We have learned to document everything we do with an employee. We’ve become sticklers for regulation. Finally, we hired an inside recruiter and created surveys designed to discover who is truly serious about working.
We’ve raised wages from $12 per hour to between $15 and $18 per hour plus commission, meaning a salesperson starts between $24,000 and $38,000.
Again, in SoCal, the starting pay puts you right on or below the poverty line.
And the guy who’s business only exists because of the war on terror.
His firm, AEGIS Finserve Corp., provides payroll services to government agencies.
The lament? Americans fail background checks and — more importantly — they don’t have security clearances.
It’s a pain getting someone a security clearance. Aegis wants them pre-installed, at government expense so to speak, by people already vetted by employment in endless war.
Since the Patriot Act was passed, the time frame to get a clearance went from 90 days to nine months. While we conduct in-house due diligence, the 32-page trust application is forwarded to government agencies, such as the FBI, NSA, etc., and costs the firm upwards of $25,000 per candidate.
If a criminal record, psychological issue, poor credit or other problem, comes up, a candidate could be disqualified. Aegis then eats the due diligence costs …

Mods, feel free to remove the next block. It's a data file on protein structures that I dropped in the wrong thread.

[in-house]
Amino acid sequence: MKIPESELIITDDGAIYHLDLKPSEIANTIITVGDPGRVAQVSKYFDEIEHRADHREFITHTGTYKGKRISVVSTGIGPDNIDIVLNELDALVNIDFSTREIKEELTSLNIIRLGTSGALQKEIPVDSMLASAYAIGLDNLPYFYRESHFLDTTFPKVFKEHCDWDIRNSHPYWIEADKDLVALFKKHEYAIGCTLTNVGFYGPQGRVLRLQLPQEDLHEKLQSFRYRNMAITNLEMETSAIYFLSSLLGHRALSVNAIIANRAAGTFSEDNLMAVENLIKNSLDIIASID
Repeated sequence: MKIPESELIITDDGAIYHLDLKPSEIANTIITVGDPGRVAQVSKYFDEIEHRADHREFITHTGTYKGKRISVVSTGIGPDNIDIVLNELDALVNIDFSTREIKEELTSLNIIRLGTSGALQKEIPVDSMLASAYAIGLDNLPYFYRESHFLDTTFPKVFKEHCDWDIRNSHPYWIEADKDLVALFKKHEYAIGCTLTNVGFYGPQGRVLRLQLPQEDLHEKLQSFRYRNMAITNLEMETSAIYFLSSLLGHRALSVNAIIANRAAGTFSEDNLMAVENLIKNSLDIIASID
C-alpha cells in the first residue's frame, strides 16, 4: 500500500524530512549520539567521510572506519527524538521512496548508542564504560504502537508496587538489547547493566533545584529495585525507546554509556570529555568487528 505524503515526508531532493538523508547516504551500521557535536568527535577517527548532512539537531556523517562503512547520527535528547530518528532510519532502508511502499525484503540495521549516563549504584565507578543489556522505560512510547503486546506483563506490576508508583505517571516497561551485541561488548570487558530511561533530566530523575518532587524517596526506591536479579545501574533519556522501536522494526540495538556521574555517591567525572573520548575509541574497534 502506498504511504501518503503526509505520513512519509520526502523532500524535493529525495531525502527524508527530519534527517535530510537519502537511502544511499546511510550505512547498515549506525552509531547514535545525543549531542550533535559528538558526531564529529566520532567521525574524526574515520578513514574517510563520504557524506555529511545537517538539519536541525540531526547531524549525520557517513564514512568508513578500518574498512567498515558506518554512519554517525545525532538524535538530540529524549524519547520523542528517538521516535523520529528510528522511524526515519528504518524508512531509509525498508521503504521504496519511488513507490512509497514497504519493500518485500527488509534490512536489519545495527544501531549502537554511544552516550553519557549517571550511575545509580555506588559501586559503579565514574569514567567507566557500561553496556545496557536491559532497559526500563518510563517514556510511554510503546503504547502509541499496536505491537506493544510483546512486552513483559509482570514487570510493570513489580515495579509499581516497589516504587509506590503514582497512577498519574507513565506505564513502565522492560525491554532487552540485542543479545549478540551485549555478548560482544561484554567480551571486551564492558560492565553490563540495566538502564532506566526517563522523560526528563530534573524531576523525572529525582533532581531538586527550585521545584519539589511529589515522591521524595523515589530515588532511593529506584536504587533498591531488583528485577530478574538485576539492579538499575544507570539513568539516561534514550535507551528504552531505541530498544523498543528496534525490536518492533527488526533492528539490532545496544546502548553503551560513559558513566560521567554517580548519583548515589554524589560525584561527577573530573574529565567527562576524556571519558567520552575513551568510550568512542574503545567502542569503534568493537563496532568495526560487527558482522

As the wars in Iraq and Afghanistan conclude, we are more optimistic about getting qualified people. Former military applicants have held or can get security clearances. We find they make excellent representatives for our company.
From the Center of Economic and Policy Research on such arguments, the assertion that it has always been this way.
“[Unemployment] may run into the millions, but as the iron, steel, and metal-working industries improve, a scarcity of skilled workmen is developing, states the magazine Steel this week.”
This shows that technology might change rapidly, but economic reporting at the Washington Post doesn’t. Many of the stories it has written in the last two years about shortages of skilled workers in the midst of mass unemployment could have been plagiarized from this 1935 piece.
It is also striking that this piece, like much current economic reporting, relies exclusively on business sources. The article does not make any reference to any independent experts and of course, no one from a union or any workers’ organization.